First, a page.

The Artist

Tom Souzer is a self-taught photographer based out of Pittsburgh, PA. He uses his camera as way to interact and show emotion through street and portrait based photography. Shooting with a Fuji X100 while wandering the streets he hopes to catch faces and expressions that will stick with you. Tom’s current project is “nearsighted” which will be released in a zine/book format in early summer 2016. The series focuses on portrait based photos of strangers in downtown Pittsburgh, Pennsylvania. His work is in your face, slightly gritty, and thought provoking.

The Artwork

The Interview

JK: You’re a street photographer, and you have an Instagram called Constant Companion, where you mostly depict people and the architecture within the city. Can you tell us what exactly street photography means, and what you like about photographing city life?

TS: Ok what it means to me?

JK: Yes, I feel like some people might not know what street photography is. It’s not a common term that gets thrown around.

TS: Well I guess for me it’s going out and taking pictures of people that I find interesting, and things that I find interesting. Some people I ask for their picture, and other people I don’t. Some of the pure street photographers are really against asking someone for their photo because it changes they way they look in the photo, like obviously they are going to pose. They’re going to put on their selfie face or whatever. I think it’s just really neat because you get to hang out with different people and be around different people and meet new people.

JK: I’ve also heard that some street photographers don’t like to ask for permission because you are in a public space and you take into account when you walk outside your door that your image is in the public so what’s the difference between a picture being taken of you and someone just seeing you outside? I don’t know if that’s something that you think about.

TS: I’ve never really thought about that. It’s interesting. I don’t know if I want to say I’m studying people, but I am really interested in people’s facial expressions and what they are wearing. I kind of feel like if you get that photograph of their expression it can tell a story. I don’t put a lot of words with my photos. I like people to look at the person and be able to make up a story of what’s going on in their life…

I think their stories need to be heard, like everyone’s story needs to be heard.
— Tom Souzer, 2016

 JK: Talking about Constant Companion, a majority of those images are portraits of people, and you consider yourself to be a storyteller. I guess I am wondering, what kind of stories attract you? And how you go about pursuing somebody that you want to photograph?

TS: I guess the stories that attract me are the more depressing stories. I feel like I am attracted to people that a lot of people walking around downtown wouldn’t talk to. They interest me, but I haven’t really figured out why yet. I’m still working on that. It’s opened my eyes a lot, seeing what other people go through.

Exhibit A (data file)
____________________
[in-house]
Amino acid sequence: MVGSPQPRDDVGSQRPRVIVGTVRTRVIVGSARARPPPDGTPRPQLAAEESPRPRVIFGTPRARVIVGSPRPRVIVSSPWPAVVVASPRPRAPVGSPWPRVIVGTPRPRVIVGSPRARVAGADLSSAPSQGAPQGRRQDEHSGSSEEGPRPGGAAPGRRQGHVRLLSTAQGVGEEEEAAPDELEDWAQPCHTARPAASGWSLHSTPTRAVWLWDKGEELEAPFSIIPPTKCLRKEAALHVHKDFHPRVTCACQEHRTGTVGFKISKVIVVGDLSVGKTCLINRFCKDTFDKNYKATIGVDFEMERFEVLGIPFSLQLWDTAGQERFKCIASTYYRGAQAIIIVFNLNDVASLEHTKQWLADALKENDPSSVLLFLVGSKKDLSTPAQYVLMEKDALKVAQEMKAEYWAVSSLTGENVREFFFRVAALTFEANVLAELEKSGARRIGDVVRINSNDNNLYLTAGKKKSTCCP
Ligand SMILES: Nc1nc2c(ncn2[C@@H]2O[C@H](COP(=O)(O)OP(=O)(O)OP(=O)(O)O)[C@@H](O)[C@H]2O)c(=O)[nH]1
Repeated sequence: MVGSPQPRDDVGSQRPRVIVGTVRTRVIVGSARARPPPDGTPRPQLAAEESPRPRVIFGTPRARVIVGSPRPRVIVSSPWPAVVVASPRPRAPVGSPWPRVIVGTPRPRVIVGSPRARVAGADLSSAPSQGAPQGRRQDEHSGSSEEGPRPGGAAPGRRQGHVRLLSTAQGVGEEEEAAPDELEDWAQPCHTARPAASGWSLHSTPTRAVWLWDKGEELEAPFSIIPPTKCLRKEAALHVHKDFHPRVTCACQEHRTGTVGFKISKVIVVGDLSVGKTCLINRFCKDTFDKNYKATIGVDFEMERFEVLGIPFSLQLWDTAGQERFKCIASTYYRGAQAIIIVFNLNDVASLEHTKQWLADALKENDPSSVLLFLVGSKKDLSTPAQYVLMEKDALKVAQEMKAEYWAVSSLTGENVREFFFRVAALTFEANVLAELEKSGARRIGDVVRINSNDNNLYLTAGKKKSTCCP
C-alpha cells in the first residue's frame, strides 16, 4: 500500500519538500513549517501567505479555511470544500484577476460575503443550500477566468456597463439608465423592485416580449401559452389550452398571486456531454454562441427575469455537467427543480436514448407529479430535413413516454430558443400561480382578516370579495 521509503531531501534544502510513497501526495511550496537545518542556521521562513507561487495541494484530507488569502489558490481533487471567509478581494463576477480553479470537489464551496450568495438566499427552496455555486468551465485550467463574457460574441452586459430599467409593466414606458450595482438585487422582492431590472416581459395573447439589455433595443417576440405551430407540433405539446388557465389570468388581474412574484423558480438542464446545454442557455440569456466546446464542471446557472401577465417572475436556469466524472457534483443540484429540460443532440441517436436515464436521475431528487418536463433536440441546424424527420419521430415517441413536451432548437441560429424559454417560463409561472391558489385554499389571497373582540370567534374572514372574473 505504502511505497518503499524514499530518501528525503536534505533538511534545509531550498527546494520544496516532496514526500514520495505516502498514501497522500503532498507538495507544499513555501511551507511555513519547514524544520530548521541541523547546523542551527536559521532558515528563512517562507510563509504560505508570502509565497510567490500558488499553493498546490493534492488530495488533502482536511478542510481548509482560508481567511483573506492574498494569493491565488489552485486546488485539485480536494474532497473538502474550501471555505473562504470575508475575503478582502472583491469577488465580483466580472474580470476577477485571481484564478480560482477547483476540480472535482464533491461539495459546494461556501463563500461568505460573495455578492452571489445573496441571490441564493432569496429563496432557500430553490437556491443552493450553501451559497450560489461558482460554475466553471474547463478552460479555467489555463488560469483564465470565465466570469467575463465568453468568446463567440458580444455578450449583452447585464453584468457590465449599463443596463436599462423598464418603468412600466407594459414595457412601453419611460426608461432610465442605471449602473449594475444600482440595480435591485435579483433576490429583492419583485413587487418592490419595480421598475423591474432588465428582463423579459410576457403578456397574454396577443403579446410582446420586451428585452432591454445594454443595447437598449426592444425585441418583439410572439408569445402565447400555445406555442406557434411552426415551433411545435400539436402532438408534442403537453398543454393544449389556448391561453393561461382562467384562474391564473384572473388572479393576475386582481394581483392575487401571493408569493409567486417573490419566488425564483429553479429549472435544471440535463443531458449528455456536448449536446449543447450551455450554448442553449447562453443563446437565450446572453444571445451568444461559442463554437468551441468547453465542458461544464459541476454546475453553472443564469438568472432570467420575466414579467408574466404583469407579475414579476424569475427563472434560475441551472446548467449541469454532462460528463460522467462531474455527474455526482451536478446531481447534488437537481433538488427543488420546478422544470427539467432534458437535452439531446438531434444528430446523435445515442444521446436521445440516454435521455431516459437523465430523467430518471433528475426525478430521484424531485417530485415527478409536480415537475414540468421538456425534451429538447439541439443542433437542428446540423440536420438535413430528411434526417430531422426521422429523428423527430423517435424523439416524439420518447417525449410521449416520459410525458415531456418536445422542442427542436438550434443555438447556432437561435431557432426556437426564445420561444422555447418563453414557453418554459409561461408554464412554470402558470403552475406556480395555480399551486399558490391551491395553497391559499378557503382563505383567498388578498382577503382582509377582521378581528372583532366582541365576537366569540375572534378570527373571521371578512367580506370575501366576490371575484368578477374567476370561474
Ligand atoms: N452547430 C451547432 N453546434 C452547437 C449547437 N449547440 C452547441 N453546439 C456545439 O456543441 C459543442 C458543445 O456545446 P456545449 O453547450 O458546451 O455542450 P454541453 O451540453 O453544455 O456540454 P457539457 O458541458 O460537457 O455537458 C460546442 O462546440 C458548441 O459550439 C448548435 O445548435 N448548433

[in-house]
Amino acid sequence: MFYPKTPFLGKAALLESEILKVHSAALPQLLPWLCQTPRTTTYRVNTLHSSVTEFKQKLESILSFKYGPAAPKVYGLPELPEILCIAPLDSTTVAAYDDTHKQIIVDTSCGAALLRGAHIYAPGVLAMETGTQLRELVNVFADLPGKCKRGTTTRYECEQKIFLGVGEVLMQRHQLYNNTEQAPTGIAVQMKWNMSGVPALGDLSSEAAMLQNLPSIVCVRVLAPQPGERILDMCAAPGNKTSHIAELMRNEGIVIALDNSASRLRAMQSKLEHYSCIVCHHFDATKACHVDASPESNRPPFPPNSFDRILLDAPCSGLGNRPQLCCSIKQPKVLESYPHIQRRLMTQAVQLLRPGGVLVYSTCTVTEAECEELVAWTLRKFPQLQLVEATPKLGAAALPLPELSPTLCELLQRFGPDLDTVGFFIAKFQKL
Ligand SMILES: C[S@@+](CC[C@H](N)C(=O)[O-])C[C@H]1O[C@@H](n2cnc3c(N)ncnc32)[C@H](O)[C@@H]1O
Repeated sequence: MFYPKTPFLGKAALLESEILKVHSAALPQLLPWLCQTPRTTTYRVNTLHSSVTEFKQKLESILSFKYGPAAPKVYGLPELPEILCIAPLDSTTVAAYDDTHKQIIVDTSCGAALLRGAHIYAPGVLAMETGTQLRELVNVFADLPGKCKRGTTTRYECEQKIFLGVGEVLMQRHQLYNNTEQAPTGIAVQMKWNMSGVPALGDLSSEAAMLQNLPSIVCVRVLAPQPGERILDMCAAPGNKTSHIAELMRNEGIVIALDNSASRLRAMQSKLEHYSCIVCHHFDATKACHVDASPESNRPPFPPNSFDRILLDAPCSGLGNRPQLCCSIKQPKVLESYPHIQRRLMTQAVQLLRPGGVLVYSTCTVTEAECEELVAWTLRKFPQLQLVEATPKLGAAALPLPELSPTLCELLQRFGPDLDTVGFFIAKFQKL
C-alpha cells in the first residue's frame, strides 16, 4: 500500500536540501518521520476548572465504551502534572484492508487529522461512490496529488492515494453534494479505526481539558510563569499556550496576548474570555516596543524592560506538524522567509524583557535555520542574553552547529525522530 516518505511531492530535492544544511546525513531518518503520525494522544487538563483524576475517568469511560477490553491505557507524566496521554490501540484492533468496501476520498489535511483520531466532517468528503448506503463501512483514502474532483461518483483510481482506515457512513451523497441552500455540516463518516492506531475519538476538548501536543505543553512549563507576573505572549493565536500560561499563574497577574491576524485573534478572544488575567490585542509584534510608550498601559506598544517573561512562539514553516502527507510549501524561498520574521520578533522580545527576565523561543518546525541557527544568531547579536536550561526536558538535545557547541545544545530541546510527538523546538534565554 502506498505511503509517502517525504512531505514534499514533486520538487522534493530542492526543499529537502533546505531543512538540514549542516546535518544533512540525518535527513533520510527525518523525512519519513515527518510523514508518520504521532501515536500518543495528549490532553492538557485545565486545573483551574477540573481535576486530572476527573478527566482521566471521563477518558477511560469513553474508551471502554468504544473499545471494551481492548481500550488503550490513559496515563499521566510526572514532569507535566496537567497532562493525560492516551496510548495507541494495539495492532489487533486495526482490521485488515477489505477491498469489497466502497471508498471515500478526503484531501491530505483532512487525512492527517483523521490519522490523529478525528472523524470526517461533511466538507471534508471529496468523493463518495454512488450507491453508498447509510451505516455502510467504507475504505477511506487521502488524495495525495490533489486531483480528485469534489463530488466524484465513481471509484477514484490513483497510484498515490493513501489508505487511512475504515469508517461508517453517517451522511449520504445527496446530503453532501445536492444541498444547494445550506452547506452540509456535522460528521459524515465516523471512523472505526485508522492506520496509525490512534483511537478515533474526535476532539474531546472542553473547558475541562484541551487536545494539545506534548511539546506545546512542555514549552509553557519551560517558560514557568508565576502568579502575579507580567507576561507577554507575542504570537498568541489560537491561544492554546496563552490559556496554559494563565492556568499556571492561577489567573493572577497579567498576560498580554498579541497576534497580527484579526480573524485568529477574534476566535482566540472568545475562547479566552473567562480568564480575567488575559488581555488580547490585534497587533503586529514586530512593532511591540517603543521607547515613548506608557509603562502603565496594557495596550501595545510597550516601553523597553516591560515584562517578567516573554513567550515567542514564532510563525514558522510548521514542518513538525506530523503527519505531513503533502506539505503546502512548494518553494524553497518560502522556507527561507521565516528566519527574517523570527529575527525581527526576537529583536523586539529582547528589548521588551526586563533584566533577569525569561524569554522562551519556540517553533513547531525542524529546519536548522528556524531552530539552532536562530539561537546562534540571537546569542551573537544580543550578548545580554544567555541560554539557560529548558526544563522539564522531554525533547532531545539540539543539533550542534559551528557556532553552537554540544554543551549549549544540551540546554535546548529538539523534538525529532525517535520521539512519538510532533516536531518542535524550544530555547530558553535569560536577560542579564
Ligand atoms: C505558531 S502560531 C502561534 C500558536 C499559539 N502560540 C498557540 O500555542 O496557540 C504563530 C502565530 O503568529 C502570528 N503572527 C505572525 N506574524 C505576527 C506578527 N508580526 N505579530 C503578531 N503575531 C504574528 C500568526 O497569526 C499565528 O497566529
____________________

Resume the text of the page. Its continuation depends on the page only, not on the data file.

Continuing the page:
JK: A lot of the people that you pick out of the crowd, I’ve observed that they are older… It seems like you like to tell the story of the person who is excluded from the main stream. Is that fair to say?

TS: Yes. I think that is fair to say. I guess I’m attracted to older people and weathered people because they look like they have a story to tell. They have a beard, or their face is wrinkly. I just imagine what they’ve done or who they used to be. There are homeless people downtown that used to live in a big house and have a ton of money, and now they have to live on the streets, which is crazy to me.

JK: So you want to tell their stories without words, just through their image?

TS: Yes. And I think their stories need to be heard, like everyone’s story needs to be heard.

JK: Do you have a favorite story or image that you’ve taken? Or one that has really impacted you?

TS: Yes, there is a guy on my Instagram; he has a red facemask on. I shot his portrait, and I just thought he was a regular guy walking down the street. And I asked him if I could take his picture. He said “Yeah sure, no problem”, so I took his picture. And it was a really cold day. And he asked me, “What are you taking pictures for?” I told him what I was doing and what I had plans to do, and I asked him, “Well what are you up to today” just striking up conversation. And he told me, “I’m homeless… I was really into school, I went to college.” He got into really hard drugs and his family disowned him, and he’s trying to get his life back on track but no one will give him a job because of his prior record. That just sucks. I feel like everyone deserves a second chance. Everybody screws up. That one has really stuck with me.

JK: Do you think there is any element of hope or redemption in your work?

TS: Yes. Some of the people I take pictures of, they look so angry and they end up smiling. That’s cool to me.

 JK: To see that transformation?

TS: Yes, and like I said before, I don’t want them to change the look on their face, but it’s cool that a camera and asking someone for their picture can make them smile…People don’t expect to get their picture taken.

Listen to the whole interview below!